A ship full of marine scientists is floating over the deepest part of the world: the Pacific Ocean's Mariana Trench. They're sending down probes to study life in one of the most hostile environments on the planet.
This week the researchers are targeting the two deepest spots in the trench — the Sirena Deep and the Challenger Deep — which each extend down about 7 miles beneath the ocean's surface.
Fracking fluid -- is it a dangerous substance, full of secret chemicals and cancer-causing toxins? Or is it safe enough to drink?
A new study from researchers at Colorado State University and the University of Colorado Boulder takes a stab at answering that question. Their take: much of what's found in fracking fluid isn’t all that different from common chemicals found in your house -- and some of it's even in your ice cream.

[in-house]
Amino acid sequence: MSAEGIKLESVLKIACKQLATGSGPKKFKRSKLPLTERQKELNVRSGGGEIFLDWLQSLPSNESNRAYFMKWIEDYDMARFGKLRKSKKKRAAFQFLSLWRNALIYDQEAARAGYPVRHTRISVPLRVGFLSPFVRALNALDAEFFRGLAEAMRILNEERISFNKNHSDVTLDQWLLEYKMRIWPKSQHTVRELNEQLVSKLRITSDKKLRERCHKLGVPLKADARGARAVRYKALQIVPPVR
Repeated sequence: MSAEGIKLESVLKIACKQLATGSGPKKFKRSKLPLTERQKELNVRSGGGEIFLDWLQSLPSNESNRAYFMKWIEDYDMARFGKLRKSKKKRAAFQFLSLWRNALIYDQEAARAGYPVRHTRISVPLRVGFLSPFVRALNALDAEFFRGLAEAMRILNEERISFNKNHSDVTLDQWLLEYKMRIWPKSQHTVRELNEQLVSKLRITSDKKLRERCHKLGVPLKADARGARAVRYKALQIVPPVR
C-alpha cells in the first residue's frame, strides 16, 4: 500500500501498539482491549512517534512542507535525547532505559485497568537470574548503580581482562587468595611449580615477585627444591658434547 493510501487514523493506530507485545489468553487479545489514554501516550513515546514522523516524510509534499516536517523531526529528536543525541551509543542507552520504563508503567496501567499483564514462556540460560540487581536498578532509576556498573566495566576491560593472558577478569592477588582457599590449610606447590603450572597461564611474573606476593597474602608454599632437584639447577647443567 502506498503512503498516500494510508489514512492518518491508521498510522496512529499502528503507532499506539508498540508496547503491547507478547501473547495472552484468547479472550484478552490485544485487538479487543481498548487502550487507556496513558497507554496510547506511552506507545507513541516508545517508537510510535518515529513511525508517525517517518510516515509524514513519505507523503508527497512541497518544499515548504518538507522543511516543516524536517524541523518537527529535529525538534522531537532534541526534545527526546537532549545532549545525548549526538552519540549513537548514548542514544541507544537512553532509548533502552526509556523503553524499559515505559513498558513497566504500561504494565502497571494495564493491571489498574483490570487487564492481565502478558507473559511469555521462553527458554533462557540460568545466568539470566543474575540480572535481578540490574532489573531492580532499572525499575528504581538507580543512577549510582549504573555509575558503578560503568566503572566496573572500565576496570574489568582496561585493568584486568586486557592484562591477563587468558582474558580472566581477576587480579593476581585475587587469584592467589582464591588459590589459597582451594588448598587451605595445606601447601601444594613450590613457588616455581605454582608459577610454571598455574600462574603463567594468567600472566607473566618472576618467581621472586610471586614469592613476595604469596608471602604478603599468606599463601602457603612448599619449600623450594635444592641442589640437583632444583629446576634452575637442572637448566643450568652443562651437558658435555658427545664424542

Originally published on Mon October 27, 2014 8:08 am
In 2009, a man named Barry Beck suffered a series of strokes, which caused extensive damage to his right occipital lobe and to the brain stem. The geologist and author of several books was left completely unable to communicate, in a state known as locked-in syndrome.
The condition was famously described by Jean-Dominique Bauby in his memoir The Diving Bell And The Butterfly, which he dictated by blinking.
But thanks to a team of researchers and some technological advances, Beck had another option.